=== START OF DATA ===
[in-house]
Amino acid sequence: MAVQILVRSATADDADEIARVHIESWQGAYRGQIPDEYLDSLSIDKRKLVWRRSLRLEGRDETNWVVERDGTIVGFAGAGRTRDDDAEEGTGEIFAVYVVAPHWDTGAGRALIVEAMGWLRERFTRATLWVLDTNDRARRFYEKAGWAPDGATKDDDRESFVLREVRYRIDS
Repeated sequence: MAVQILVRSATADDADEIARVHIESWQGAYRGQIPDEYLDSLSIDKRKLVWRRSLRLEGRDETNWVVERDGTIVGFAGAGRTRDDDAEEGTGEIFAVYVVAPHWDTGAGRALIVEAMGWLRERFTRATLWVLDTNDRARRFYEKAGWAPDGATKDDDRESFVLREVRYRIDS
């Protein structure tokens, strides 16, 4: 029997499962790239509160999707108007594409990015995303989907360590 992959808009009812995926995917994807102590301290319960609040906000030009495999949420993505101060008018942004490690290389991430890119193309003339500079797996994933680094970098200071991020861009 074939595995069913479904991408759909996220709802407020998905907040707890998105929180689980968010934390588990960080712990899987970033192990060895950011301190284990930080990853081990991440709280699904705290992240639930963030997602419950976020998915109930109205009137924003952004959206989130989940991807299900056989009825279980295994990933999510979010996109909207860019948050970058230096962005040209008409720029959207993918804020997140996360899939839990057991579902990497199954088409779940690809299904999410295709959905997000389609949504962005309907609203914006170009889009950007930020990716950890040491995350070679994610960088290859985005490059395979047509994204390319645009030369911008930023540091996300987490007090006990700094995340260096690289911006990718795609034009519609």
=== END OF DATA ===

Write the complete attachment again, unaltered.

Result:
[in-house]
Amino acid sequence: MAVQILVRSATADDADEIARVHIESWQGAYRGQIPDEYLDSLSIDKRKLVWRRSLRLEGRDETNWVVERDGTIVGFAGAGRTRDDDAEEGTGEIFAVYVVAPHWDTGAGRALIVEAMGWLRERFTRATLWVLDTNDRARRFYEKAGWAPDGATKDDDRESFVLREVRYRIDS
Repeated sequence: MAVQILVRSATADDADEIARVHIESWQGAYRGQIPDEYLDSLSIDKRKLVWRRSLRLEGRDETNWVVERDGTIVGFAGAGRTRDDDAEEGTGEIFAVYVVAPHWDTGAGRALIVEAMGWLRERFTRATLWVLDTNDRARRFYEKAGWAPDGATKDDDRESFVLREVRYRIDS
């Protein structure tokens, strides 16, 4: 029997499962790239509160999707108007594409990015995303989907360590 992959808009009812995926995917994807102590301290319960609040906000030009495999949420993505101060008018942004490690290389991430890119193309003339500079797996994933680094970098200071991020861009 074939595995069913479904991408759909996220709802407020998905907040707890998105929180689980968010934390588990960080712990899987970033192990060895950011301190284990930080990853081990991440709280699904705290992240639930963030997602419950976020998915109930109205009137924003952004959206989130989940991807299900056989009825279980295994990933999510979010996109909207860019948050970058230096962005040209008409720029959207993918804020997140996360899939839990057991579902990497199954088409779940690809299904999410295709959905997000389609949504962005309907609203914006170009889009950007930020990716950890040491995350070679994610960088290859985005490059395979047509994204390319645009030369911008930023540091996300987490007090006990700094995340260096690289911006990718795609034009519609």